Beside the Ministry of Labour and Employment, many non-government organisations and several international NGOs and rights organisations including International Labour Organisation and UNICEF are working for child labour elimination.
Non-government organisation Dhaka Ahsania Mission runs a Drop in Centre for children involved in hazardous work at Dhalpur of Jatrabari in the capital.
The centre manager, Mst Tania, told New Age that along with poverty lack of social safety net programmes, family feud and drug addiction in parents force children to hazardous work.
She says there are also other factors responsible for child labour.
‘Employers appoint children for low wage or no wage and to exploit them,’ she mentions.
She says many children needs 24-hour shelter in a safe house as many children are victims of exploitation by members of their own families.
Twelve-year-old Jubair Hossain, a friend of Arif, who also works in a metal factory at Dholpur, has been engaged in producing bathroom fittings for last two years. He gets only Tk 4,000 monthly though he works 16 hours since 8:00am.
His father Anower Hossain compelled him to work in the factory due to poverty.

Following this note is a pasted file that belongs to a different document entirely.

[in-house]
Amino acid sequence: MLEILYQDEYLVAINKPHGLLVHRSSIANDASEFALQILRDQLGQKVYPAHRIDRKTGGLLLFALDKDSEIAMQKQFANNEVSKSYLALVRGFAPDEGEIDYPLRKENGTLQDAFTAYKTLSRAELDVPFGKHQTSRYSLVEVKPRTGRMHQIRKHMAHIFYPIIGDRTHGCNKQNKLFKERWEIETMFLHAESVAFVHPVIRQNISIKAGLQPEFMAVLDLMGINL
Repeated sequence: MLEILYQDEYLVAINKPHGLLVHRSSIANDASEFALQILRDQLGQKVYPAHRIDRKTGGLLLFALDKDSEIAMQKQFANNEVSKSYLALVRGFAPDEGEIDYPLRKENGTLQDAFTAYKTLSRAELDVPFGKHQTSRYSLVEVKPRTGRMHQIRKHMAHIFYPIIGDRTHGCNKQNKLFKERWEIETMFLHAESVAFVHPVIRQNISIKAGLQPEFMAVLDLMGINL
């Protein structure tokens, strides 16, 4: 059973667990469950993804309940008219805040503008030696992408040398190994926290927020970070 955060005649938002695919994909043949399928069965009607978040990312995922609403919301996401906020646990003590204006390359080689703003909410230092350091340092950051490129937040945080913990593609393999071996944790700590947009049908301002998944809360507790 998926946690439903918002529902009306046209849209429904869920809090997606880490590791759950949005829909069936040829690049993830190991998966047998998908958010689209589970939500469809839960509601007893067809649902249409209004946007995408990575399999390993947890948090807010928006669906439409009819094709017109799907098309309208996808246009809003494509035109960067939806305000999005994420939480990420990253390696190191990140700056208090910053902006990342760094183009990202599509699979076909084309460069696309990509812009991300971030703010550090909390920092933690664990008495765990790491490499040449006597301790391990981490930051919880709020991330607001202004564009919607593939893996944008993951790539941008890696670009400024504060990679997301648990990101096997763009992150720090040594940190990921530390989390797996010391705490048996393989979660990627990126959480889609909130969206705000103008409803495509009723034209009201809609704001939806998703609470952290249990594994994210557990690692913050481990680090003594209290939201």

Jubair says after the death of his mother Amena Begum, his father married again and had four more children.
Bangladesh Bathroom Fittings Manufacturers Association general secretary, also owner of Navila Metal Industries, Shafiqul Islam admits child labour in all the 1,000 factories across the country.
‘We are against child labour,’ he says and goes on to add that some 50 per cent of 30,000 workers in the sector are, however, children.
He blames parents for child labour and says that only the government can stop child labour blocking its sources.
Child labour expert TIM Nurunnabi Khan, referring to a recent survey, says that parents send their children to work mainly driven by poverty.
Around 69.4 per cent parents have replied that they send their children to work for helping family income while 11.9 said they sent their children for repayment of family loan, as per the report.
It also revealed that 39 per cent of employers cited parental request for employing child while 22.5 per cent admitted that they employed children for low wages.